0

I have seen on many Poc exploits this line , but I wonder how people do this using immunity debugger,or do we need to reverse itself the windows? is there a way to do this using mona or some easy way ?

# Return Address for Windows 7 32b SP1
ret = '\x25\xDF\xB8\x68'
  • The title of your question is more of a category, am I correct the question is "how do I get a return address?"? – J.A.K. Apr 12 at 17:29
  • sure, of course. – yesii_0691 Apr 12 at 19:37
1

Once the stack is properly overwritten you will see that ESP (stack pointer) has the address where the payload (reverse shell) starts.

As this address changes after each reboot, it cannot be used in the exploit code. Since the address is stored in ESP, all we need to do is find a JMP ESP or PUSH ESP in order for the program logic to jump to our shell code.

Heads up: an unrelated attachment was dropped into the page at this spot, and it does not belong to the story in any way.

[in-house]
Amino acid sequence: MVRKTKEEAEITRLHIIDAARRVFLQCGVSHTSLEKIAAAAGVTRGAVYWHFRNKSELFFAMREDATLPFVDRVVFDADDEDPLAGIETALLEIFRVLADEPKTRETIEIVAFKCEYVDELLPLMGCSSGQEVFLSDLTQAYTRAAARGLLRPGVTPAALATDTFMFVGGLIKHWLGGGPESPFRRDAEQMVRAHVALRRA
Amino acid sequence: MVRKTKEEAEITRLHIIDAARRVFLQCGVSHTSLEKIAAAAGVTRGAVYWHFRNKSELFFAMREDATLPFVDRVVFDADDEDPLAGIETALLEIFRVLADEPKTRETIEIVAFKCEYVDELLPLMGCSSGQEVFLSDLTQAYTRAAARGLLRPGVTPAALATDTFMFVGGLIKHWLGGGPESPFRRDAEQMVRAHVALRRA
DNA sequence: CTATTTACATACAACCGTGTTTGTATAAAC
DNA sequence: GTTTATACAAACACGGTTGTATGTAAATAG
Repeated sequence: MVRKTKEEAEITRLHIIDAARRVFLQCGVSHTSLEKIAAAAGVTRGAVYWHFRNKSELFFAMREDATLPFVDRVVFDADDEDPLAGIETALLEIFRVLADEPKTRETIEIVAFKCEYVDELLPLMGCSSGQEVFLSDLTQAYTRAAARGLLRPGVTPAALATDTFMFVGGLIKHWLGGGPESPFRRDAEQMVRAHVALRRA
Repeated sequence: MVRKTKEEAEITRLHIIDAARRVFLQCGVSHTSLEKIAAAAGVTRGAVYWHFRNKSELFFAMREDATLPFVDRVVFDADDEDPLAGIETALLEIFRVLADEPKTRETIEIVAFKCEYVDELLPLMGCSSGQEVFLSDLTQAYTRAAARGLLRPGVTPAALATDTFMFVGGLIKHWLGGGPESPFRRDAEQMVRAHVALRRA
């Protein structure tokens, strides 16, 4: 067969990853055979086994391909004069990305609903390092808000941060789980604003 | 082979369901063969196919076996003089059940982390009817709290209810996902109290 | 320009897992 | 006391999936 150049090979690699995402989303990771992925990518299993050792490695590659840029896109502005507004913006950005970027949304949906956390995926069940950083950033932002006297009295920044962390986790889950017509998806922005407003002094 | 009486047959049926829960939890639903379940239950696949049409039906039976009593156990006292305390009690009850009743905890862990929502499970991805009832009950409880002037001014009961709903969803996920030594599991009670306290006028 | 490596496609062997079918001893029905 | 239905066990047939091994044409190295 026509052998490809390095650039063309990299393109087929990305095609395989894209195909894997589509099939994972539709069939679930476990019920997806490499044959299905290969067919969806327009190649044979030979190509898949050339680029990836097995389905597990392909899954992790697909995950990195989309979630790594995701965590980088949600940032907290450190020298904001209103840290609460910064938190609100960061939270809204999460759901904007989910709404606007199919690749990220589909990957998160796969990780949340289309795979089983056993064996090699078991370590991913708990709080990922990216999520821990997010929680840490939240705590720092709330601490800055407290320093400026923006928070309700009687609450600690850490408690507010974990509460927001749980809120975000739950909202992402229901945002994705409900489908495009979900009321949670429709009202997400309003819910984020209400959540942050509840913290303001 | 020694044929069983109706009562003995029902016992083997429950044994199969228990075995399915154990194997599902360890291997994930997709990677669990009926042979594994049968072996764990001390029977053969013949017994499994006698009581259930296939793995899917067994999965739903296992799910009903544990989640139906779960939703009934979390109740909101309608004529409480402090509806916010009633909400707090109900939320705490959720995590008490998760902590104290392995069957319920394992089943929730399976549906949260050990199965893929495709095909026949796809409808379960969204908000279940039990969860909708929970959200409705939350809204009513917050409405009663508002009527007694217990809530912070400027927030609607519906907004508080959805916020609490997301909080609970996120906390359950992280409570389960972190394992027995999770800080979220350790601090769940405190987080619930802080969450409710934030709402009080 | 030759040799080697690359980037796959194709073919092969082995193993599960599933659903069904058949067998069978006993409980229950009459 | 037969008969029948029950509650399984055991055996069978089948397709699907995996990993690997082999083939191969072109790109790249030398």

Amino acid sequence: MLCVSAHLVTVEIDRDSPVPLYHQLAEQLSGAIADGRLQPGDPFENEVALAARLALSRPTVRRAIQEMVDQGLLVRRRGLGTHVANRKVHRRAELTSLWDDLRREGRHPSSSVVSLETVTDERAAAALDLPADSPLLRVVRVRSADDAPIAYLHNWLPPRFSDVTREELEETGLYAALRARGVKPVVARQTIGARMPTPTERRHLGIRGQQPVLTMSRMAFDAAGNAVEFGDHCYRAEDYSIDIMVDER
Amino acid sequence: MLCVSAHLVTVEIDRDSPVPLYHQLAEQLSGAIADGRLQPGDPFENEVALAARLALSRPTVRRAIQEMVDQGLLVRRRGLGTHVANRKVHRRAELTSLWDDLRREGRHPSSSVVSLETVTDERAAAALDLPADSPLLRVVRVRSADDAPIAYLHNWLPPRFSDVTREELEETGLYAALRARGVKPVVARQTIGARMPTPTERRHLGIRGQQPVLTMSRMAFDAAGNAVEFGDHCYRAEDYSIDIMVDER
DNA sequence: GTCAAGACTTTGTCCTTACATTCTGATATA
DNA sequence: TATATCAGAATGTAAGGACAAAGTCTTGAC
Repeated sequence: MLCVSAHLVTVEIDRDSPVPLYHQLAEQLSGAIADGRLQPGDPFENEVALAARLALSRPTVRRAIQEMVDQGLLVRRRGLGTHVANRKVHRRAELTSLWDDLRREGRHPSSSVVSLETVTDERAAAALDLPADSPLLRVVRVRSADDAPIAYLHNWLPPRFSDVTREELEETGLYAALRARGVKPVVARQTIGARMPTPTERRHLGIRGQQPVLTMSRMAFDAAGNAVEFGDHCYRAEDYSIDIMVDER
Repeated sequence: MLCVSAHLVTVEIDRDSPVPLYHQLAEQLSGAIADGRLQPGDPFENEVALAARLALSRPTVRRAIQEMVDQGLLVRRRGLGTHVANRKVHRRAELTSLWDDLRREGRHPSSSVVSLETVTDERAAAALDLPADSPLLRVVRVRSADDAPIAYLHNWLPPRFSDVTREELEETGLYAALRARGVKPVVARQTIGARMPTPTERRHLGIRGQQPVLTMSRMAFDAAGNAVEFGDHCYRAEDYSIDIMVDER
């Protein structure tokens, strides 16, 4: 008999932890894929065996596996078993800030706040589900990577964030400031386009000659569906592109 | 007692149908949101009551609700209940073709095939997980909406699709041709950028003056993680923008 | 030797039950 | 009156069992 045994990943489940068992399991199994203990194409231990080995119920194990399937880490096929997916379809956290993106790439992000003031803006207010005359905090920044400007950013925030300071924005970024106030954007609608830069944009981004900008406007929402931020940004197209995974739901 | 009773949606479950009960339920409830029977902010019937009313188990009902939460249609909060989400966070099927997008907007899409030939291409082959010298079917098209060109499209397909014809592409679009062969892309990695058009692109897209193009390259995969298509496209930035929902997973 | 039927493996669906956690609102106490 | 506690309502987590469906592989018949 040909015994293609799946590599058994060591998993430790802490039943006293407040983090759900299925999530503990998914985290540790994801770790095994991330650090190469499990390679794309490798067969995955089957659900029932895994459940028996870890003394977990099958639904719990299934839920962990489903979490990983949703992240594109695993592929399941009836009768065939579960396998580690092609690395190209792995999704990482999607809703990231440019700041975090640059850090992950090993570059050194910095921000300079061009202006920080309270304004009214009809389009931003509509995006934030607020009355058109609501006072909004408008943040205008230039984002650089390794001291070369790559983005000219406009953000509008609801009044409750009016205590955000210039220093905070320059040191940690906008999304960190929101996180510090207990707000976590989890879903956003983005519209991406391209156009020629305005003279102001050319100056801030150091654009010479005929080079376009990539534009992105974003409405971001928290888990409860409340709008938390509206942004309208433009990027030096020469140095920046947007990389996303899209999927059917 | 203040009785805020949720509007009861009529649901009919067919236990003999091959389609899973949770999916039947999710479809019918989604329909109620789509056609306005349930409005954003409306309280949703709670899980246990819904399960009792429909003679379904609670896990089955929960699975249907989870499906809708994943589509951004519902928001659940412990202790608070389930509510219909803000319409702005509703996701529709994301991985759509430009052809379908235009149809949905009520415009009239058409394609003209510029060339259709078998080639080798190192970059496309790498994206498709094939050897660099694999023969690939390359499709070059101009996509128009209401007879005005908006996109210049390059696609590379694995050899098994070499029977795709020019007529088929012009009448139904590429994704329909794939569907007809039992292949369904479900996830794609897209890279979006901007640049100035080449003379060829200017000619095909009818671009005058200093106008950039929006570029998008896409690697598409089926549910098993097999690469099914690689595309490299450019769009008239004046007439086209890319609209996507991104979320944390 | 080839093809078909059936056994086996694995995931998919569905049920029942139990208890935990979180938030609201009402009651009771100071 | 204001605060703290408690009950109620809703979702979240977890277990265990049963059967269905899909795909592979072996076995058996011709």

Using Mona within Immunity debugger:

First search for all DLL's that are used by the program, this can be done by typing:

!mona modules

This should give a list with DLL's. Now carefully search for a DLL where DEP and ASLR is not enabled. Additionally, make sure the address does not contain any bad character such as null bytes, carriage return and line breaks.

Once that is found, double click the DLL and search for the commands:

JMP ESP

or

PUSH ESP
RETN

In case no results are found, click "C" in the menu bar and search for the opcode "\xFF\xE4" (this is JMP ESP) by typing:

!mona find -s “\xFF\xE4" -m [dll file]

If the PUSH ESP is found, this memory location should be used in order to jump to the shell code.

So what you see in those exploits are memory locations where JMP ESP is performed.

Your Answer

By clicking “Post Your Answer”, you agree to our terms of service, privacy policy and cookie policy

Not the answer you're looking for? Browse other questions tagged or ask your own question.